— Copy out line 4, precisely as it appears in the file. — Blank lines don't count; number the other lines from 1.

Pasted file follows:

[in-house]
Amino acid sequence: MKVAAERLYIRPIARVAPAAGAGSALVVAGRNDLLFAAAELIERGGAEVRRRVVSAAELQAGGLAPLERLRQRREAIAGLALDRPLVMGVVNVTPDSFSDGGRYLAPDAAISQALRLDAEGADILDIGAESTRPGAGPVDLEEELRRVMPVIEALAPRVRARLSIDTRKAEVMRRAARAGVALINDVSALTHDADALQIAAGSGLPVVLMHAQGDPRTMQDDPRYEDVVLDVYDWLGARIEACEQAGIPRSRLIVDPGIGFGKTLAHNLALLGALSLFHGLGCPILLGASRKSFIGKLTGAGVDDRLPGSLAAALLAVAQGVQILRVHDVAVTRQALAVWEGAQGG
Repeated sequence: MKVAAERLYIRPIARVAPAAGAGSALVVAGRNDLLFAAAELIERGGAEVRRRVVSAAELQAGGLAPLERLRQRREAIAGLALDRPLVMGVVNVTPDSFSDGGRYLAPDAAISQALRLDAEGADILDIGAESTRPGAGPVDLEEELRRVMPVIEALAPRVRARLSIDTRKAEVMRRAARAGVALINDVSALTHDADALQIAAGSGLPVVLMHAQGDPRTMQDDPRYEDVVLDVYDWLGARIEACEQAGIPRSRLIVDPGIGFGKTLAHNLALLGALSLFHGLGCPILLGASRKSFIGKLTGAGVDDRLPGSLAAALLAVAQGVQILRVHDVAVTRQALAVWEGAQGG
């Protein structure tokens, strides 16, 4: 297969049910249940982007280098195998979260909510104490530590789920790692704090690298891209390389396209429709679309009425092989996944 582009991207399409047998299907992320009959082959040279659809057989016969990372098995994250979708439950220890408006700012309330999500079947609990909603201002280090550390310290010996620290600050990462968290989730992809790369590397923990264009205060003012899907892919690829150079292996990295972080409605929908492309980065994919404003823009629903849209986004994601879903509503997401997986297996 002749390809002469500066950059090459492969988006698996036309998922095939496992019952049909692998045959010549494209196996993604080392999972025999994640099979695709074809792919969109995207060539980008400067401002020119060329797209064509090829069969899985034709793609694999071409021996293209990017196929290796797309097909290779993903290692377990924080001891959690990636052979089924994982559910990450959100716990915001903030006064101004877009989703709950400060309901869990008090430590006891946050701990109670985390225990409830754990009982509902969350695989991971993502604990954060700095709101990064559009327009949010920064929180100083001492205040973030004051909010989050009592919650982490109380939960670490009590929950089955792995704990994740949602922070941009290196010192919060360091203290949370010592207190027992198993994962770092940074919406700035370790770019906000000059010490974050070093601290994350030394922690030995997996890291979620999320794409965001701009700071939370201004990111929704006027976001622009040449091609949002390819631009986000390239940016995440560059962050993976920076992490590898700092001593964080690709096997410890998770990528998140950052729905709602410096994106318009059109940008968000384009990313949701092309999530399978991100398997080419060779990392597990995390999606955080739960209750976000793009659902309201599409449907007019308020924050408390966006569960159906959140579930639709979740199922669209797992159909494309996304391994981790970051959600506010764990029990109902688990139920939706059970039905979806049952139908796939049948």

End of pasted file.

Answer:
């Protein structure tokens, strides 16, 4: 297969049910249940982007280098195998979260909510104490530590789920790692704090690298891209390389396209429709679309009425092989996944 582009991207399409047998299907992320009959082959040279659809057989016969990372098995994250979708439950220890408006700012309330999500079947609990909603201002280090550390310290010996620290600050990462968290989730992809790369590397923990264009205060003012899907892919690829150079292996990295972080409605929908492309980065994919404003823009629903849209986004994601879903509503997401997986297996 002749390809002469500066950059090459492969988006698996036309998922095939496992019952049909692998045959010549494209196996993604080392999972025999994640099979695709074809792919969109995207060539980008400067401002020119060329797209064509090829069969899985034709793609694999071409021996293209990017196929290796797309097909290779993903290692377990924080001891959690990636052979089924994982559910990450959100716990915001903030006064101004877009989703709950400060309901869990008090430590006891946050701990109670985390225990409830754990009982509902969350695989991971993502604990954060700095709101990064559009327009949010920064929180100083001492205040973030004051909010989050009592919650982490109380939960670490009590929950089955792995704990994740949602922070941009290196010192919060360091203290949370010592207190027992198993994962770092940074919406700035370790770019906000000059010490974050070093601290994350030394922690030995997996890291979620999320794409965001701009700071939370201004990111929704006027976001622009040449091609949002390819631009986000390239940016995440560059962050993976920076992490590898700092001593964080690709096997410890998770990528998140950052729905709602410096994106318009059109940008968000384009990313949701092309999530399978991100398997080419060779990392597990995390999606955080739960209750976000793009659902309201599409449907007019308020924050408390966006569960159906959140579930639709979740199922669209797992159909494309996304391994981790970051959600506010764990029990109902688990139920939706059970039905979806049952139908796939049948």